Ross McCall: For the Sake of Animals, the Show Most Certainly Must Not Go On
Scotland is considering introducing a ban on the use of wild animals in circuses. In April, we asked thousands of our supporters to respond to a government consultation about the ban, and now Ross McCall is adding his voice to the call.
The Scottish-born Hollywood actor, who starred in Band of Brothers, wrote in last week’s Herald, calling on Holyrood to ban wild animals in circuses permanently. An abbreviated version of his article is below.
No doubt about it, we Scots have a lot to be proud of and if the Government, which is considering a ban on wild animals in circuses, does the right thing, we’ll have another reason to feel good about our country.
West Hollywood, California, where I live and work, implemented a ban last year, joining Austria, Bolivia, Colombia, Greece, Mexico City, Peru, Sweden and Winnipeg, all of which no longer permit cruel animal acts.
Let’s hope Scotland is next.
As an actor, I’ve done my fair share of sitting around in trailers, waiting to be called on set, and I can tell you that it’s far from exciting.
Animals used in circuses spend most of their lives in trailers and often in chains. They are carted from one show to the next and denied their most fundamental needs, never having an opportunity to roam over large distances, socialise with their own kind, hunt, forage or make independent choices about how to go about their business.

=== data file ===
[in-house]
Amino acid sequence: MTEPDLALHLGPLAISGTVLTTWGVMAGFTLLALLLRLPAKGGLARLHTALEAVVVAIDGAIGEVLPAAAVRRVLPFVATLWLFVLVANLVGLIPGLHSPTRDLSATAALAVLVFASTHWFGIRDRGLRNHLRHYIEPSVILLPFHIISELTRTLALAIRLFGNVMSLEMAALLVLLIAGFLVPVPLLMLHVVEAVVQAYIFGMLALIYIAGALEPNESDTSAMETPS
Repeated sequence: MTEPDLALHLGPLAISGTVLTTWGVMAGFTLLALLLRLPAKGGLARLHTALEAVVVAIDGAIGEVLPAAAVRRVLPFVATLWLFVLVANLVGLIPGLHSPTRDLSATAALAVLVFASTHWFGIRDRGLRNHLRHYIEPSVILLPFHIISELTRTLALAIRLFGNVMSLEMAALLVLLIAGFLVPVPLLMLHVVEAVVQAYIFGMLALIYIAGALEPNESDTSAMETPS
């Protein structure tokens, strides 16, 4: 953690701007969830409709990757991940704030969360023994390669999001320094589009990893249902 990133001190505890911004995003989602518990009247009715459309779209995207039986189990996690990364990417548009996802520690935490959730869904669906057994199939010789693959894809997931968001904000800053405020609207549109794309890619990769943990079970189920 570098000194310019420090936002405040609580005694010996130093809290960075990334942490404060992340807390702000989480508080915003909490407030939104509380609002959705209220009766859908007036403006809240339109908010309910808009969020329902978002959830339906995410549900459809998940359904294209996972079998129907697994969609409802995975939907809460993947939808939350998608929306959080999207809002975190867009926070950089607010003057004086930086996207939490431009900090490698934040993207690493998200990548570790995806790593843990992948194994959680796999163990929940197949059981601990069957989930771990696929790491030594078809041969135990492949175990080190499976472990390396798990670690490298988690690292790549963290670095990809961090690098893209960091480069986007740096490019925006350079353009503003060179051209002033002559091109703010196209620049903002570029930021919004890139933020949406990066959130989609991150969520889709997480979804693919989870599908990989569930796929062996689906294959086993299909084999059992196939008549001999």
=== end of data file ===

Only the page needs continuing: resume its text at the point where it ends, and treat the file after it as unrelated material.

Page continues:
This lifestyle causes them to suffer tremendously. I’ve seen what the pressures of the entertainment business can do to my fellow human actors, but wild animals that are forced to perform under the threat of punishment often become depressed and sick and also develop neurotic types of behaviour from the stress and abuse.
Fortunately, it’s been years since any circus tried to foist beaten-down animals on the Scottish public, so it should be easy for our Government to make it official by permanently banning animal circuses in Scotland, without fuss or loss of livelihood.
And, in the meantime, we can also do our bit to help these animals simply by refusing to give our money to any attraction that exploits animals for human entertainment, be it a circus, marine park or zoo. For the animals’ sake, the show must not go on.
Read Ross’s full article in The Herald.
The public consultation has now closed, but please join the PETA UK Action Team and we’ll keep you posted about further developments as we ask the Scottish government to bring about the ban.